July 6, 2020
For immediate release:
Huntsville Bail Fund Raises Grave Concerns About Madison County Jail
Confiscating masks in the age of COVID-19, and other civil rights
Huntsville, Alabama – In the latest press conference regarding COVID 19, Governor Ivey and the Alabama Department of Public Health called for citizens to take responsibility and use common sense to slow the spread of the virus – wear a mask, practice social distancing, wash your hands, and use hand sanitizer. But not everyone has the ability to take those preventative measures; inmates of Alabama’s jails and prisons are only as safe as the officials in charge of those facilities will allow them to be. In many areas, including Madison County, those officials are carelessly putting inmates at an extremely high risk of contracting a disease that may very well kill them.
According to the most recent data collected by The Marshall Project for the year 2017, Madison County Jail’s average daily population was 838, the turnover of booked and released people averaged at 272 per week. With almost a third of the total jail population churning in and out, it is only a matter of time before COVID-19 gains a foothold in the jail and becomes a hotspot to carry COVID-19 into the greater community. It is already well established that prisons and jails quickly become epicenters of disease outbreak, due to their enclosed and often overcrowded nature. Alabama Department of Corrections is intimately familiar with this problem, having experienced a vaccine-preventable, antibiotic-treatable pneumococcal outbreak in late 2018 that left at least one prisoner dead.
Further compounding these concerns, Madison County Sheriff’s Office has apparently maintained Jail procedures which are known to actively promote the spread of COVID-19 within the greater community. The Huntsville Bail Fund say that concerns include:
● Confiscation of personal masks and other face coverings from individuals in detention upon booking, coupled with failure to provide an appropriate face covering as
recommended by the Centers of Disease Control.
● Failure to require or enforce face masks or face coverings for all personnel while on duty at Madison County Jail.
● Failure to implement CDC-recommended social distancing throughout the arrest process, requiring detained individuals from separate households to sit shoulder-to-shoulder for extended periods through booking and holding.
● Failure to provide access to even the most basic sanitation or hygiene supplies to detained individuals. Detention bathrooms lack hand sanitizer, hand soap, toilet paper,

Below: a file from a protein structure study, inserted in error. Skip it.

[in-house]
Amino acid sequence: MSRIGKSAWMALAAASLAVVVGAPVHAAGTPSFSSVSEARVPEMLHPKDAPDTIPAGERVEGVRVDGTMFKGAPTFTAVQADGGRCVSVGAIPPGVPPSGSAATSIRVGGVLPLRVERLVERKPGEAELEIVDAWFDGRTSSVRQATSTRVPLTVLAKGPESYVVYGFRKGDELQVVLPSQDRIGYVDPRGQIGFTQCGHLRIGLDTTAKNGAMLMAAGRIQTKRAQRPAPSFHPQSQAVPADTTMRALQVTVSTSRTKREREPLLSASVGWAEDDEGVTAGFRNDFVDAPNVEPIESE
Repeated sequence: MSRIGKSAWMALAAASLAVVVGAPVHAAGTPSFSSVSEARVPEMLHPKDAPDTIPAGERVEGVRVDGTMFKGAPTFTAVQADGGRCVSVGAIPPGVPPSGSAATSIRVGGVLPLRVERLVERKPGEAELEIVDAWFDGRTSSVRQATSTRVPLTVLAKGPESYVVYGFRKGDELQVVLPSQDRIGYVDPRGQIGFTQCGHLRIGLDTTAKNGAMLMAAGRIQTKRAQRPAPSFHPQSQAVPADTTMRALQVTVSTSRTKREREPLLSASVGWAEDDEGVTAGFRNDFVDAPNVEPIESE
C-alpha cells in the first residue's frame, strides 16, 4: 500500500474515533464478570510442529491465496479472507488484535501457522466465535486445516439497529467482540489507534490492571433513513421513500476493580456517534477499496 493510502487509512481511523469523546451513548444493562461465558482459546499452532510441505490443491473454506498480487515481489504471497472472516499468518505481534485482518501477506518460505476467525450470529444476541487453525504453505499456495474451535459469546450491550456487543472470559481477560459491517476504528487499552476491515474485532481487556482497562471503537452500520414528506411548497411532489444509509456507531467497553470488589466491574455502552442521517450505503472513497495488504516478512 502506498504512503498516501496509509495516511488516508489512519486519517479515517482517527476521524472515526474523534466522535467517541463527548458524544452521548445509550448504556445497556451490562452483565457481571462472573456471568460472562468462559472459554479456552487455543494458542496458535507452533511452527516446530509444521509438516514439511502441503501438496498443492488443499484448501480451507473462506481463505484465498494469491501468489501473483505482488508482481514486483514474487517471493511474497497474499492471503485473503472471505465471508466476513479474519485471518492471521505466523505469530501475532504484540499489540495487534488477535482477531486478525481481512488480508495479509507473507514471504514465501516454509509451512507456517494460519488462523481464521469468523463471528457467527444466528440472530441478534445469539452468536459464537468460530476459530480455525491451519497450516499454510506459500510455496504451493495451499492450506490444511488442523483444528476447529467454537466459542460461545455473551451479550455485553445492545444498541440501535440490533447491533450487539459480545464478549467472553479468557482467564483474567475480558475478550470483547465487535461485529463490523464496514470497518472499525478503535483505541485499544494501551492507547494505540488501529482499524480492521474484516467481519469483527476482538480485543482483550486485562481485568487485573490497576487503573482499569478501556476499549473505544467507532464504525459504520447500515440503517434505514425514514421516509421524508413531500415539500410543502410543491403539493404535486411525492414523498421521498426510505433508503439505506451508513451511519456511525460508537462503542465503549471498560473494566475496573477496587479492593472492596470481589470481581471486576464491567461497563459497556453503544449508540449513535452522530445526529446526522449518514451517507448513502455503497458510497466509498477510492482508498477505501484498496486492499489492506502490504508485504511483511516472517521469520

and paper towels.
Tahirih Osborne, Director for the recently-formed Huntsville Bail Fund, says the solutions are obvious, and have already been successful in jails across the state and the country.
“Immediately correcting these harmful policies is the absolute bare minimum the Jail could do to mitigate spread. HPD already possesses the ability to immediately issue notices to appear for many nonviolent and misdemeanor offenses, in lieu of arrest and booking. Why purposely and unnecessarily detain individuals, and willingly expose the community to more infection risk?” An Alabama judge recently ordered Autauga, Chilton, and Elmore counties to release individuals with bonds set at less than $5,000. “There is no reason we couldn’t choose to do the same here,” said Osborne.
Huntsville Bail Fund has additionally received reports of major civil rights violations at Madison County Jail, above and beyond the concerns around COVID-19. “We want Madison County Sheriff’s Office and Huntsville Police Department to explain these failures to protect the constitutionally-protected rights of citizens in custody.” These reported violations have included:
● Huntsville Police questioning detained individuals without providing a Miranda warning. Many released individuals report never receiving such a warning between the time of
arrest and time of release.
● Huntsville Police denying requests for counsel during the course of questioning.
● Refusal to provide adequate medical care as requested by detained individuals, for injuries sustained immediately prior to or during arrest.
Says Osborne, “These issues are emblematic of the reasons why protests against police brutality are happening in the first place. Punishment does not begin with a guilty conviction in
our system. It begins at arrest, and only gets worse from there. People lose their jobs, their homes, and their health because of arrests, regardless of their innocence. Further violating the civil rights of these individuals makes a mockery of due process and presumed innocence.”